Would it surprise you to know that the U.S. government has $18 billion that rightfully (legitimately; according to the rules) belongs to Americans? It’s true.
The U.S. government has a substantial (very much; very high) amount of unclaimed (not asked for; not collected by the owner) cash.
The first category of money that belongs to Americans is money that people have paid or lent (given as a loan) to the government but have failed to (not) ask to get back. This includes savings bonds and tax refunds.
Savings bonds are a type of investment sold by the government when it needs money to pay its debt (money owed to someone else). People buy these securities (investments) in different denominations (amounts of money), from as low as $25 to as high as $10,000. After (at least) six months, these bonds can be cashed in (traded for money) to get the original investment back plus a little extra in interest (a percentage of the money loaned). These bonds are considered very safe investments because they are backed by (supported by) the government. But some people buy savings bonds and then never cash them in! That’s a large part of the money the government owes Americans.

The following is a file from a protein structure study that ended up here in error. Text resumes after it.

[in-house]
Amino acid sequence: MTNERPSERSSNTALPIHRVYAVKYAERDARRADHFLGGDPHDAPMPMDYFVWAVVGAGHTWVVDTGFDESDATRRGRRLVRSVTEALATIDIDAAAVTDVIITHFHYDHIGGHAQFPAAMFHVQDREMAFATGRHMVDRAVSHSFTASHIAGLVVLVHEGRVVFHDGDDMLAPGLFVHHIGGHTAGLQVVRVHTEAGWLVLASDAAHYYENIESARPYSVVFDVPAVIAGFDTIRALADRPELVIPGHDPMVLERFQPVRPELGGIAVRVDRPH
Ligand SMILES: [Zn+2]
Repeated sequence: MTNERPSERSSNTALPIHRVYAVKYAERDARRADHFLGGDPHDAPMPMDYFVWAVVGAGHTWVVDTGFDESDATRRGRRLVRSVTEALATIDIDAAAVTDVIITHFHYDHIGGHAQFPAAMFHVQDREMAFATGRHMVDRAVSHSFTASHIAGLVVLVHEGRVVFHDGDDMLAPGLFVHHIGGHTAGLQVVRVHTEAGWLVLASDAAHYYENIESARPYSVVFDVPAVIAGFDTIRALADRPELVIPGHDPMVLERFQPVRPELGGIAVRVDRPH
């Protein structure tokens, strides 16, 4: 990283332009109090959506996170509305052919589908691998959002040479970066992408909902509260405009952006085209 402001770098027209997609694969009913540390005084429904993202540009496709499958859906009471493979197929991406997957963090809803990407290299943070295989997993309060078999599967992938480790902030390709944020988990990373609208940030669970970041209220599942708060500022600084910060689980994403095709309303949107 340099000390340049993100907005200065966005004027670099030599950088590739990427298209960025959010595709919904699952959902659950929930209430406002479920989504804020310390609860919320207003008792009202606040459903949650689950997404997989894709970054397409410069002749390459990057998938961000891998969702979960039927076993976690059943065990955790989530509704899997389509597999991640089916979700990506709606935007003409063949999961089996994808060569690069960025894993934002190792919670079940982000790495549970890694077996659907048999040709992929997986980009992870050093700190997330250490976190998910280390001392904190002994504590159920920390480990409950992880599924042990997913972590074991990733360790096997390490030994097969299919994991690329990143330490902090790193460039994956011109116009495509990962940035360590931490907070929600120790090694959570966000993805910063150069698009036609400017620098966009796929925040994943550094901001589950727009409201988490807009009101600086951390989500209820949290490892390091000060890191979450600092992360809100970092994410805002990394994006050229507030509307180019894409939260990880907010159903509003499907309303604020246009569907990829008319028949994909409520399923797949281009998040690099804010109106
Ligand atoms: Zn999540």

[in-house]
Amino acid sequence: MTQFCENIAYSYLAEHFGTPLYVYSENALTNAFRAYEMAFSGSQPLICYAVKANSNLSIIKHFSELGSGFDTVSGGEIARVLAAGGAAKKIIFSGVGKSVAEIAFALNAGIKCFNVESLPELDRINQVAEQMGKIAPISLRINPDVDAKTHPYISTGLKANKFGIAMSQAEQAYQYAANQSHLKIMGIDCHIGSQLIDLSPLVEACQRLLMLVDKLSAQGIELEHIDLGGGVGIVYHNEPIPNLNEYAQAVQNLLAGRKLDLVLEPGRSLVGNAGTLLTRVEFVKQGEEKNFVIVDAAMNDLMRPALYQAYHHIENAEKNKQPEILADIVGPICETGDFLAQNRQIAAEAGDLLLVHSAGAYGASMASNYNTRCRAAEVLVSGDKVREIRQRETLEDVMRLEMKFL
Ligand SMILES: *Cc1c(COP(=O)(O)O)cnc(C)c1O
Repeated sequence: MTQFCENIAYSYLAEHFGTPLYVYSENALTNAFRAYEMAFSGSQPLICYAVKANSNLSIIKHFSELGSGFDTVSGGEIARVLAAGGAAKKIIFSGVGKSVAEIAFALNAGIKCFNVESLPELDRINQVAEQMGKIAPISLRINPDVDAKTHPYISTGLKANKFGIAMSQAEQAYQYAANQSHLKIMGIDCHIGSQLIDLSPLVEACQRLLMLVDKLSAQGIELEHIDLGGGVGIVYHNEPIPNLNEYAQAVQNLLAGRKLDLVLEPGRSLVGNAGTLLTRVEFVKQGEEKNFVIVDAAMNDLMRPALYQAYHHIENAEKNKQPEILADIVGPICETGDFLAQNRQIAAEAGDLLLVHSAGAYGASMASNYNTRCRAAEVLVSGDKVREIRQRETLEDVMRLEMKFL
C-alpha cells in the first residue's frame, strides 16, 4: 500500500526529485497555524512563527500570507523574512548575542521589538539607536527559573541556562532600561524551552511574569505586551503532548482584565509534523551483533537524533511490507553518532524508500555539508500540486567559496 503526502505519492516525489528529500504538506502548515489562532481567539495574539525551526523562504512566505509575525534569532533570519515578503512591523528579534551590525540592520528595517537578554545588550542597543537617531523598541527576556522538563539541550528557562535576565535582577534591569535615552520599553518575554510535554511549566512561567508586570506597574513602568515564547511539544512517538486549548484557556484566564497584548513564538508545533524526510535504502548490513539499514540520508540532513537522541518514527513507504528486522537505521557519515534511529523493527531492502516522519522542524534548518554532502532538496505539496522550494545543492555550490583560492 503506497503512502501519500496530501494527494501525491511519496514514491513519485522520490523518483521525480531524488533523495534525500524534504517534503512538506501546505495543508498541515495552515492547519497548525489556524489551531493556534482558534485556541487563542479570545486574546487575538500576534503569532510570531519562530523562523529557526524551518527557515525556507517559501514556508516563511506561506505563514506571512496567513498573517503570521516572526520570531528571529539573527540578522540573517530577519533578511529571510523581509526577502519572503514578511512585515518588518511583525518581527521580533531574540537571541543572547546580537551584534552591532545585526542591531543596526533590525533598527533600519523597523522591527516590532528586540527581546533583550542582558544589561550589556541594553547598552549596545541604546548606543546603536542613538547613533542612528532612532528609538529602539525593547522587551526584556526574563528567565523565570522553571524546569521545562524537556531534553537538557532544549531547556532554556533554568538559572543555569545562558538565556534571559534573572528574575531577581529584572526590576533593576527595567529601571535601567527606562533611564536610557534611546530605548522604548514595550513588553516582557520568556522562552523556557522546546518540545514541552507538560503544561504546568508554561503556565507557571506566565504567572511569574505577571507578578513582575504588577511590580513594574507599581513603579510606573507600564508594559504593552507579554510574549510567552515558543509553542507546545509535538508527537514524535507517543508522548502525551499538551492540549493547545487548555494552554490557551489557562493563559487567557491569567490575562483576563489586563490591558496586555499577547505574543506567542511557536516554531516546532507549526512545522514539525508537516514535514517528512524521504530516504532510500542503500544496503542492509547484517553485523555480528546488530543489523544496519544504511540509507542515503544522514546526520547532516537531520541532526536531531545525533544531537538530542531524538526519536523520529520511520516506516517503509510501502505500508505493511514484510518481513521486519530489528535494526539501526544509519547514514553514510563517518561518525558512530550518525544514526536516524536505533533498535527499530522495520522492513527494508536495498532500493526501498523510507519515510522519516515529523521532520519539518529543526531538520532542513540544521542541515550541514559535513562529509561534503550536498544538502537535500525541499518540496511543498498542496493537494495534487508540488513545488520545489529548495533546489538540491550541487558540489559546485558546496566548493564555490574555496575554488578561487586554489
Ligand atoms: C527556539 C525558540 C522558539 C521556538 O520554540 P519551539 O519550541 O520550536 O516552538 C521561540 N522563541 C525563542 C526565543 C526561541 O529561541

A tax refund is money that you’ve paid the government through your job, but because you’ve either (a) paid too much to the government in taxes, (b) made very little money that year, and/or (c) had special circumstances (called deductions) that allow you to not pay as much in taxes, you should get back from the government after you file your taxes (officially submit your tax documents, usually by April 15th of each year). But, again, some people never ask for their tax refund, and that’s also part of the money the government has that belongs to Americans.
Another large sum (amount) of money is related to lawsuits, where you take a dispute (argument) to court and let the court decide who is right. In the U.S., there are many class-action lawsuits, which are cases where a company is sued (asked to pay money) on behalf of (for) an entire group of people whom the company has wronged (treated unfairly), such as customers who bought a bad product or a group of people hurt by a company’s action. Oftentimes (frequently), the money that is awarded (given to) to the group of people suing is in a lump sum (one large amount), which should then be divided among (split and given to) the people in the group. Usually, the amount each individual is supposed to receive is very small, such as $2 or $5. Some people don’t even know they have been included in (are part of the group for the) class-action lawsuits and never claim their money. Others don’t bother claiming such a small amount. All that money remains with the courts (that is, the government) until it is claimed.
Photo Credit: New100front from Wikipedia